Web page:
Traditional Dishes of Valencia: Paella vs. Arròs Negre

Posted on
Apr 29, 2015
Posted in: Food, Restaurants

My muscles hurt.

This is only slightly unexpected. I have been known, on occasion, to go for a run, even if it might be in pursuit of an ice cream truck. But lately, I’ve been running, doing the occasional push-up, and, perhaps most shockingly of all, I’ve been eating with a more discerning eye.

Paella Valenciana.

This is largely because my life is in a weird transitional state – I’m talking to agents, I’m about to leave for another trip, and Rand and I are dealing with some family issues (including the sad death of his maternal grandmother). In a time where there is so little than I can control, I find myself looking to what I can. So my office is remarkably clean, and the laundry is done, I’ve been working out like I’m anticipating a high school reunion, and I’ve been mindful of what I eat with uncharacteristic willpower and attentiveness.

I doubt it will last- but then again, that’s the whole point of weird, transitional states: they are temporary. For the meantime, focusing on my health and nutrition has made me feel less panicked about this chapter I need to rework in my manuscript and loved ones being ill, so that’s what I’m going with.

I realize that taken to an extreme degree, this could be bad. But I don’t work in extreme degrees. There is still caramel-coated madness in my life, even if there is slightly less of it.

Reflecting on the meals we ate in Valencia, from this point of subtle discipline, feels odd. In Spain, we consumed many, many carbohydrates, and enough calories to power a Greco-Roman wrestler. The most notable of these dishes was paella, and its cousin, arròs negre.

Paella (along with churros – more on those another day) was a big part of what lured us to Valencia. Rand is positively mad for the stuff, and when he found out that it originated there, there was no question that we’d be visiting – it was simply a matter of when. As for arròs negre, we hadn’t even tried it until that trip. Needless to say, there is now yet another reason to return.

It also might be why we’ve mostly eschewed carbohydrates these last few weeks. It isn’t just about finding sanity in our lives – it’s about prioritizing. Because I know, with every fiber of my being, that there is nothing close to home that compares to what we had there. So, for now, I’m skipping the decadence. Or, perhaps a better way of putting it is this: I’m just saving room for our next trip to Valencia.

Here are two of the countries most famous rice dishes, and how they compare.

Paella Valenciana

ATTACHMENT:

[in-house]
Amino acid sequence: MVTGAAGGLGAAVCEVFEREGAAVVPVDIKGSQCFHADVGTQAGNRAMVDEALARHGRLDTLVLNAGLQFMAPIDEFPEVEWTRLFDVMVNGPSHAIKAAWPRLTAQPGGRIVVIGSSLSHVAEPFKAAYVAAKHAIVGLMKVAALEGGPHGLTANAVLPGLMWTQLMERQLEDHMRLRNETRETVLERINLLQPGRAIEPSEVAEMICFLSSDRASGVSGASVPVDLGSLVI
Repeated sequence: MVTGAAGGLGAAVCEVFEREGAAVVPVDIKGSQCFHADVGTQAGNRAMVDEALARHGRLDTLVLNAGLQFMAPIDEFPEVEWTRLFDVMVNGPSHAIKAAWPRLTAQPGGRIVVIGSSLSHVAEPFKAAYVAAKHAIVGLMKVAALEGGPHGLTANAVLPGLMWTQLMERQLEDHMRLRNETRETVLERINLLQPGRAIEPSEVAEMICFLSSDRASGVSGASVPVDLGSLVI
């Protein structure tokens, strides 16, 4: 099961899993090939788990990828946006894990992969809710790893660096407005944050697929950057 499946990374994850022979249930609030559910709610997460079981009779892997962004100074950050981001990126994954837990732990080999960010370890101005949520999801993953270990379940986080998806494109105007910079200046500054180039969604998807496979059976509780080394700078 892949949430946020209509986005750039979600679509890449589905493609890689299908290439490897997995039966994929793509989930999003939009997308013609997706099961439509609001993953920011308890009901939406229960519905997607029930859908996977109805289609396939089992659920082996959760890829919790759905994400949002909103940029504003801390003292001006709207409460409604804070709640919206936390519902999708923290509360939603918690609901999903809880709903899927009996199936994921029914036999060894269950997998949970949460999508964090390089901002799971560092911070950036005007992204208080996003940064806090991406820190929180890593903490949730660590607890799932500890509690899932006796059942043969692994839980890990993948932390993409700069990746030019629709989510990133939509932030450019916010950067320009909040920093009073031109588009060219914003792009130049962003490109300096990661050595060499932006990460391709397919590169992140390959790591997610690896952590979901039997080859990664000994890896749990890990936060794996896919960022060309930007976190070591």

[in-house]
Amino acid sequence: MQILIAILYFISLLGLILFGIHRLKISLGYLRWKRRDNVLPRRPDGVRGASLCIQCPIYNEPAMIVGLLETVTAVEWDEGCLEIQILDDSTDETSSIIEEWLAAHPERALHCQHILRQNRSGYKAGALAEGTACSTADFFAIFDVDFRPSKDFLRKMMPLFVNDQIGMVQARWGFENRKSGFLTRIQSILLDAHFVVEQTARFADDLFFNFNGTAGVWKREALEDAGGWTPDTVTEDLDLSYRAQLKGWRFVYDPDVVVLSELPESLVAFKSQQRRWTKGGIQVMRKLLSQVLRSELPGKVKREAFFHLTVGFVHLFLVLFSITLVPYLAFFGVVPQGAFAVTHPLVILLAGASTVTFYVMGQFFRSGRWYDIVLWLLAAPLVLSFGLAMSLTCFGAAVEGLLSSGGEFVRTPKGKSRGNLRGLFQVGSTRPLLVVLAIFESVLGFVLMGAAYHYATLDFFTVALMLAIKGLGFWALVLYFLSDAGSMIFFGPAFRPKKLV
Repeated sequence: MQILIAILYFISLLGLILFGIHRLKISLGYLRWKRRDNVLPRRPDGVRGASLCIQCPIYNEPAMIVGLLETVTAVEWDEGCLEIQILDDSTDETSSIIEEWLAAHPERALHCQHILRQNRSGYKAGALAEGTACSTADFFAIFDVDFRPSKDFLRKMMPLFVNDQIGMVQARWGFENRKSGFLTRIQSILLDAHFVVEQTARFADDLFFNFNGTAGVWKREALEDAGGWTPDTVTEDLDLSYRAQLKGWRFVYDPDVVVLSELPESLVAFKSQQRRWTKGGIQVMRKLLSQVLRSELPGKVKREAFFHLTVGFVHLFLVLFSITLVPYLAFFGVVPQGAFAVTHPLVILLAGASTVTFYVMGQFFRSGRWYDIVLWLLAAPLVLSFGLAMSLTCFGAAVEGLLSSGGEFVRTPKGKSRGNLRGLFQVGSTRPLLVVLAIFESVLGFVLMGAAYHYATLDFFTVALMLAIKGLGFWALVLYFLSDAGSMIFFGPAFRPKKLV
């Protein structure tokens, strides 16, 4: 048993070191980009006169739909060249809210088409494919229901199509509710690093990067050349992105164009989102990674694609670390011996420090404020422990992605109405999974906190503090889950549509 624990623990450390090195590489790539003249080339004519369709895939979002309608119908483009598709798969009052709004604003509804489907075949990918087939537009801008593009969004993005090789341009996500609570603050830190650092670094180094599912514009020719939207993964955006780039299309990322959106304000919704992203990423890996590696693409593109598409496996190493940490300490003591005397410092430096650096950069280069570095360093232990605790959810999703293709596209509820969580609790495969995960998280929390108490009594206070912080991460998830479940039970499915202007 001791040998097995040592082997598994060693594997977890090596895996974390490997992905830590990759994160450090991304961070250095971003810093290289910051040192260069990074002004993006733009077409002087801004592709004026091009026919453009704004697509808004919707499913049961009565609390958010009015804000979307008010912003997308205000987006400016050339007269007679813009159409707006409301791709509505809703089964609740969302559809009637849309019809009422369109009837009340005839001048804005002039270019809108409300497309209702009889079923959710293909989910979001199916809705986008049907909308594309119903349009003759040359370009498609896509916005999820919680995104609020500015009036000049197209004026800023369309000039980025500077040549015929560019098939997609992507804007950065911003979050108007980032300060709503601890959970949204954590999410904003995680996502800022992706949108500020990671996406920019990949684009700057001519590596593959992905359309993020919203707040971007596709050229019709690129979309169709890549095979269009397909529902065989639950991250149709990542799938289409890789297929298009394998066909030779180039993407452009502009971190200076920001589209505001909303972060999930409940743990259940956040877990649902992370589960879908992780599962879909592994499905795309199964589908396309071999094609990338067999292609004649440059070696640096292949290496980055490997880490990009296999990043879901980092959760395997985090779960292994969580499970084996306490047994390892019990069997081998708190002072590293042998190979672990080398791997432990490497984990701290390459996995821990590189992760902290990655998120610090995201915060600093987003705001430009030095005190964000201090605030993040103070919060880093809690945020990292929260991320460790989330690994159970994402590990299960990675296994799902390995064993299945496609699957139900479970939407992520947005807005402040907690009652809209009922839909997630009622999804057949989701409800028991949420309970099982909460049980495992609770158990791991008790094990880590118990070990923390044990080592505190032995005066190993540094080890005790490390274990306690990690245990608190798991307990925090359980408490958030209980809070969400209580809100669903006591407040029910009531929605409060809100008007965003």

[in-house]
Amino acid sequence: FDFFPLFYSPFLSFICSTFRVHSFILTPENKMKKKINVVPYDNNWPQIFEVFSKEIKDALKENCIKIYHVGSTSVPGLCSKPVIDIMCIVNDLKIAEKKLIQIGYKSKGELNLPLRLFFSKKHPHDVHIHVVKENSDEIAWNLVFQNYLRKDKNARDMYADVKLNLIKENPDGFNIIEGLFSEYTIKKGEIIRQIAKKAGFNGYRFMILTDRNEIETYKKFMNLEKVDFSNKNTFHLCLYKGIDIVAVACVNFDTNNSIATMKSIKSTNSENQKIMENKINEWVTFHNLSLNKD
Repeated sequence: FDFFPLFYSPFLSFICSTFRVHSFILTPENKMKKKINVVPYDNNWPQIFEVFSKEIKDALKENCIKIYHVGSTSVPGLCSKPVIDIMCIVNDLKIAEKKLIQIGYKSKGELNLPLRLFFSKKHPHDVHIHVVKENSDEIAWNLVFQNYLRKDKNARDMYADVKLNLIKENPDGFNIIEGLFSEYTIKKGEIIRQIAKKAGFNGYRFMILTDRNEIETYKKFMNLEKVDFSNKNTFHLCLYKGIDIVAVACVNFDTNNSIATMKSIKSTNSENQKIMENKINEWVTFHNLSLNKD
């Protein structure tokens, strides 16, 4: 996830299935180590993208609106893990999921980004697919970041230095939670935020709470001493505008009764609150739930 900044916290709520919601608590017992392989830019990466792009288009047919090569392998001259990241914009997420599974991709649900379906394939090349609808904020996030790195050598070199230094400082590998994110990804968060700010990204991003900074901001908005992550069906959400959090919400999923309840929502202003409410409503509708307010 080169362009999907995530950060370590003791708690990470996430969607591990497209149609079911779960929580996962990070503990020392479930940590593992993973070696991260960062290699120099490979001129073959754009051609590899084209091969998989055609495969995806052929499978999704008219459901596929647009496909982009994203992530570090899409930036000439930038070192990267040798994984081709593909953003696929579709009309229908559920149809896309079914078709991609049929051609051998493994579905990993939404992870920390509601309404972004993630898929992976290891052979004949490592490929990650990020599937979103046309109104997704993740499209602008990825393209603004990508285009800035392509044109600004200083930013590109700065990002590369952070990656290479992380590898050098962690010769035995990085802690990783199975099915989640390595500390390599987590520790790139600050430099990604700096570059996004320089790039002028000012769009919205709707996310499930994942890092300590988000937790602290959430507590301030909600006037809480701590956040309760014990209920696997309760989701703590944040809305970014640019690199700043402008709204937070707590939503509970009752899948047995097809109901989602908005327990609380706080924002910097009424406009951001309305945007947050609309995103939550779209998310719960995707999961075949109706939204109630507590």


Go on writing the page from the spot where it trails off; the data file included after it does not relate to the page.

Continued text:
Paella. In a paella.

The word paella actually comes from the name of the wide, shallow pan that is used to cook the dish (usually over an open fire). The finished product is not entirely dissimilar to the Italian risotto (though I’m sure both the Italians and the Spanish would have several things to say or possibly shout about that), save for one big difference – while risotto should be continually stirred, resulting in a creamy texture, paella rice should at some point be left undisturbed. This is so the socarrat – the toasty, crispy crust at the bottom of the pan – can form. It’s sort of like the toasted edge of a brownie – everything else is good, but that crispiness is transcendental.

Gianluca and his wife (our dear friends and hosts who were cursed with us for that week) took us to Palace Fesol – they’re locals, and insisted this was the best restaurant in town for the dish (having visited, I now have no doubts they are correct). We went for la comida – the midday meal eaten around 2 or 3pm. Gianluca explained that this is when you are supposed to eat paella so that you have time to digest it, and to take a siesta afterward.

We ordered a traditional version – rabbit, squid, and snails, long flat green beans, and a large, mild white bean whose name now escapes me.

Gianluca waiting patiently as we all took photos for five minutes.

You can elect to have the dish brought to your table and serve yourself, or the staff can dish it out for you (we asked them to show us the finished product, but opted for the latter).

The rice was crispy and salty, coated in a thin orange-tinted oil (occasionally achieved by saffron, but often by food coloring. This sounded like heresy, but Gianluca’s wife Isabel explained that it helps to create a uniform and more appetizing color in the dish).